Ever since I retired from a full-time job, there have been moments when I thought I was spending more time online than I should. I’m not on Facebook, and though I’m on Twitter I hardly ever check the tweets. My time on the Net is spent mostly reading blogs and exploring websites, catching up with information or watching an interesting video.
The problem with Web browsing is you tend to drift from one site to another, and end up spending too much time online. A minor Google search for something morphs into 10 websites on completely unrelated subjects. As a result I stopped reading books—in print or on Kindle. I was suffering from reader’s block. However hard I tried I just couldn’t bring myself to read beyond a page or two of a book. I had very little concentration. There was a mounting pile of unread books, and every time I looked at it I got angry at myself.
So I set myself a time limit for online browsing (morning and evening), gathered every bit of willpower, and tried to stick to my self-imposed discipline. Considering that willpower is not one of my strong points, the only reason I managed to get back to reading was by constantly telling myself that I am wasting my time. It took a few days, but it worked.
According to a recent article in The Telegraph, London, well-known writers such as Nick Hornby, Dave Eggers and Zadie Smith are among “a growing group of novelists who struggle with Internet addiction”. The article says that Smith thanks “Freedom” and “SelfControl” in the acknowledgements section of her new novel, NW. “Freedom” and “SelfControl” are two computer applications that enable a user to block access to the Internet.
Will Self, whose Umbrella is on the Booker shortlist this year, prefers to use a typewriter so as not to be tempted by the Web. “It’s (the Internet) an incredibly powerful tool and you’d be stupid not to use it, but it’s a distraction in the actual business of writing,” he tells Carl Wilkinson, the author of the article.
In case you think you are spending too much time on the Net, I guess it makes sense to monitor your computer activity and find out where exactly you spend your time—emailing, blogging, browsing, online games, Facebook, Twitter, music, videos, and so on.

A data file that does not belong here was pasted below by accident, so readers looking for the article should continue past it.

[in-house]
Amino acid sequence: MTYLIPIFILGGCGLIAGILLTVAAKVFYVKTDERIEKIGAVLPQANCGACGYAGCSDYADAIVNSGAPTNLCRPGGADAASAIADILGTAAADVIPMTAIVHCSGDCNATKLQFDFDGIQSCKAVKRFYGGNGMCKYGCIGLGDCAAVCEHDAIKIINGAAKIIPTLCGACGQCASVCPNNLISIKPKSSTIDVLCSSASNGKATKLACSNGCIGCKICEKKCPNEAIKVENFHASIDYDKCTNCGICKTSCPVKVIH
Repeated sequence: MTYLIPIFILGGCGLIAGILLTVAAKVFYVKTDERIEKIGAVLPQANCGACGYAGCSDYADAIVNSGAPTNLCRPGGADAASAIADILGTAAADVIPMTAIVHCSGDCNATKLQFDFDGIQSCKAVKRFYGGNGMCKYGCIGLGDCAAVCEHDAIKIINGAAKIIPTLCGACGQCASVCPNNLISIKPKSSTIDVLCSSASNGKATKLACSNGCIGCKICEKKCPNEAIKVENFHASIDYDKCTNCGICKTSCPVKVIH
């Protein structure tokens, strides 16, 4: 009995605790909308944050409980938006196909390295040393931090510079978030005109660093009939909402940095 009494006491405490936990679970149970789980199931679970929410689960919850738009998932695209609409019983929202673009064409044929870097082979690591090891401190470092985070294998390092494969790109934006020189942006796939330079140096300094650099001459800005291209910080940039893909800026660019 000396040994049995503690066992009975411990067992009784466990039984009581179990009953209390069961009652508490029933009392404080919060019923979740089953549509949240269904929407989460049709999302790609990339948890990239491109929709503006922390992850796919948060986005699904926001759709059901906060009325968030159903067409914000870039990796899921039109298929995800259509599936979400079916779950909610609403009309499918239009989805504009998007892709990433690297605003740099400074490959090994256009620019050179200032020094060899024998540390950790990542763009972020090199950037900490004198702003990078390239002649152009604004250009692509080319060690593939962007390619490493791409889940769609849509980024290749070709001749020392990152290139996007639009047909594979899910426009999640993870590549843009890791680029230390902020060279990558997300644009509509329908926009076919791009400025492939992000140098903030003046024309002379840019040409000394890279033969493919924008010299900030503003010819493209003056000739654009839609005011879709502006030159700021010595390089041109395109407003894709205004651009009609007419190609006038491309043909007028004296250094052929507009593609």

There are programs such as RescueTime and Time Doctor that you can download to analyse the time you spend on the computer. The software turns the data into bar charts. And a chart gives you the big picture at a glance. You realize the disproportionate amount of time you are spending on YouTube and Vimeo, Facebook and Skype, or just browsing websites. It’s a wake-up call.
Zadie Smith chose Freedom that enables you to block access to websites (and can cut off Web access entirely) for a specified number of hours at a stretch. Of course, you can reboot your computer, but that’s always a minor headache. More important, it may damage your pride. SelfControl, the other program that Smith opted for, however, does not give you the reboot option. Once you activate the app (Mac only; at selfcontrolapp.com) you must wait till the time runs out.
If your addiction is confined to the social networking sites (Facebook, Twitter, Skype, and so on), there’s a more focused app called, quite appropriately, Anti-Social (Mac only; at anti-social.cc). You can be antisocial for up to 8 hours; however, you can browse the Net and carry on with your online work during this period.
There are other programs on the market to suit your needs. I had a look at “Temptation Blocker” purely because I liked the name: Once blocked, you’ll need to memorize a 32-character password to unblock it. That’s a tough one.
Shekhar Bhatia is a former editor, Hindustan Times, a science buff and a geek at heart.
Write to Shekhar at firstname.lastname@example.org.